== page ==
Josif Bukavac, born in Pulj, Istria, in 1875, graduated from the High Technical School in Belgrade in 1900, and from that time on – devoted his entire life and work to his people, in a way inherent only in men aware of the true importance of education for the fate of a nation. He was the founder, teacher and principal of the State Secondary Technical School in Belgrade from 1924 to 1940. What his today’s counterparts can still learn from him is the devotion, seriousness and love with which Josif Bukavac approached the work. Bukavac was keeping abreast of the times, and on many occasions between 1904 and 1931 visited Switzerland, France and Germany in order to familiarize himself with the experiences of great European cultures and their modern education systems, and utilize them in setting up the first State Secondary Technical School in Serbia.
With this in mind, in 2004, the Aviation Academy initiated a project of setting up new, pilot educational profiles. The project developed through two parallel processes.
The first one referred to producing teaching curricula, which meant that complex European and national legal norms governing the process of education for aviation personnel had to be harmonized with the Serbian legislation governing the education system in Serbia.
The second process referred to obtaining all the necessary certificates which would enable the Aviation Academy to be accepted and recognized as an educational institution that meets all standards set by the national and Joint Aviation Authorities.
The European Commission adopted on 20th November 2003 a Regulation proposed by the Joint Aviation Authorities. The Regulation stipulates the common, essential requirements to provide for the process of training and required curriculum in educating aviation technical staff, as well as the conditions to be fulfilled by the aviation technical staff. It also prescribes the requirements for the organizations involved in the training of aviation technical staff (EC 2042/2003). Following the adoption by the European Commission, the requirements specified in the Regulation were adopted by national aviation authorities (for Serbia – the Civil Aviation Directorate of the Republic of Serbia) and harmonized with their respective national legislations.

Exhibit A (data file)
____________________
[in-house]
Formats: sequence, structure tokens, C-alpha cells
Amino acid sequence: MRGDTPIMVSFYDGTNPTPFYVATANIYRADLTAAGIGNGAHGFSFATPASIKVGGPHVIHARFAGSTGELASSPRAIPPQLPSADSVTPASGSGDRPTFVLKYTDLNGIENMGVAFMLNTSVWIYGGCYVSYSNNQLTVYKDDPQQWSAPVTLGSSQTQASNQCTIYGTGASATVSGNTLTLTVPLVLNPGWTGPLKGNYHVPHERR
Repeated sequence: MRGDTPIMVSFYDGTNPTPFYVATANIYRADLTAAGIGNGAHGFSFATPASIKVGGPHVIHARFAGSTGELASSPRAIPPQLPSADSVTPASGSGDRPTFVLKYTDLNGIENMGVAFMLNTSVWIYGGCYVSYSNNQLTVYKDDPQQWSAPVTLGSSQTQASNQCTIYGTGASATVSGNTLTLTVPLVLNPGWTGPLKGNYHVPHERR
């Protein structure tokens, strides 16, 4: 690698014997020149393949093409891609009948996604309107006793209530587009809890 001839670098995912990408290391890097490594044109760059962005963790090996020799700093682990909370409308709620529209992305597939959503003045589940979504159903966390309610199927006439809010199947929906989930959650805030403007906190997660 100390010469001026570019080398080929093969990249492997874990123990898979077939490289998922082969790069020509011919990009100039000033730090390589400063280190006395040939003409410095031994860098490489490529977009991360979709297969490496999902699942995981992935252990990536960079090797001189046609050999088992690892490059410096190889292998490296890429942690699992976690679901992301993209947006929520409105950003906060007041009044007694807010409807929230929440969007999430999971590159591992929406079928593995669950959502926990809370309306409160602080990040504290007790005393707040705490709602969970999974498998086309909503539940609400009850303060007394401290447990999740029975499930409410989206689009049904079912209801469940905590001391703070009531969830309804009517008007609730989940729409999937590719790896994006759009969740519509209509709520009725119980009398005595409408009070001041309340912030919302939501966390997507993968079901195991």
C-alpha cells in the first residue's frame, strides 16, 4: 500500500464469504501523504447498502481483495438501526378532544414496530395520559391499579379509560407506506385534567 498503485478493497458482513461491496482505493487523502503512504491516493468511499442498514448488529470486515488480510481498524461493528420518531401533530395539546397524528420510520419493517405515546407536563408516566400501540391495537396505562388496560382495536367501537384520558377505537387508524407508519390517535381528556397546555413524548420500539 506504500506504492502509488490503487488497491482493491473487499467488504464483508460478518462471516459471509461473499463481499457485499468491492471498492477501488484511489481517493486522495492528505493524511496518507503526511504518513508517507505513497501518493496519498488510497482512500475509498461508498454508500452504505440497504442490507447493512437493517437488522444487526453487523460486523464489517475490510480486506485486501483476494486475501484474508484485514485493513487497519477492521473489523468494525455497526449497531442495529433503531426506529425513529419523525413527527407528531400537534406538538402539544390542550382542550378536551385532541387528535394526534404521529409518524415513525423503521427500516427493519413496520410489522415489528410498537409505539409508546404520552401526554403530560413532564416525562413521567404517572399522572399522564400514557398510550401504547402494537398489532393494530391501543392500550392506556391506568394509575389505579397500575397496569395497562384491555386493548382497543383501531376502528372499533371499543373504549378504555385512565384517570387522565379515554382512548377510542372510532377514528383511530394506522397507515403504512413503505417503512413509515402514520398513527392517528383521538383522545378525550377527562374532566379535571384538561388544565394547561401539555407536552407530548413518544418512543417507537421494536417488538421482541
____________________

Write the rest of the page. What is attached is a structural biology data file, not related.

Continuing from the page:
As a result, pursuant to the Decision on the enrollment of students in secondary schools for 2007/2008 academic year, issued by the Minister of Education, the Aviation Academy was given permission to introduce five new educational profiles in the field of air transport.
In September 2007, the Civil Aviation Directorate of the Republic of Serbia authorized the School to act in the capacity as a Training Centre for airport ground handling personnel, and in October the same year, the School became an authorized PART-147 Organization for conducting the training of ground crew. In September 2010, the School became a Pilot Training Centre on the basis of the authorization issued by the Civil Aviation Directorate of the Republic of Serbia.
Numerous certifications followed. Some came from the national aviation authorities of Bosnia and Herzegovina, and the Republic of Montenegro.
The education of personnel for professional military NCO service in units of Air Force and Serbian Army Air Defense was reestablished in our School on 23rd March 2010, in accordance with the Decision issued by the Minister of Defense of the Republic of Serbia.
In the history of our School, two significant dates stand together – 22nd September 1924 when the School was opened, and 21st December 2011 when the Aviation Academy became an authorized centre by the European Aviation Safety Agency (EASA).
Over the many decades of the existence of our School, in the building that was designed by the architect Josif Bukavac who also was the first principal of the School, not only students and teachers, but different teaching curricula, educational profiles and the very names of the School continually changed and superseded one another.
Today, in the same building, the Aviation Academy, seeking to make the greatest contribution to the development of modern and efficient education system in the Republic of Serbia, provides education to the future of Serbian aviation, civil and military alike.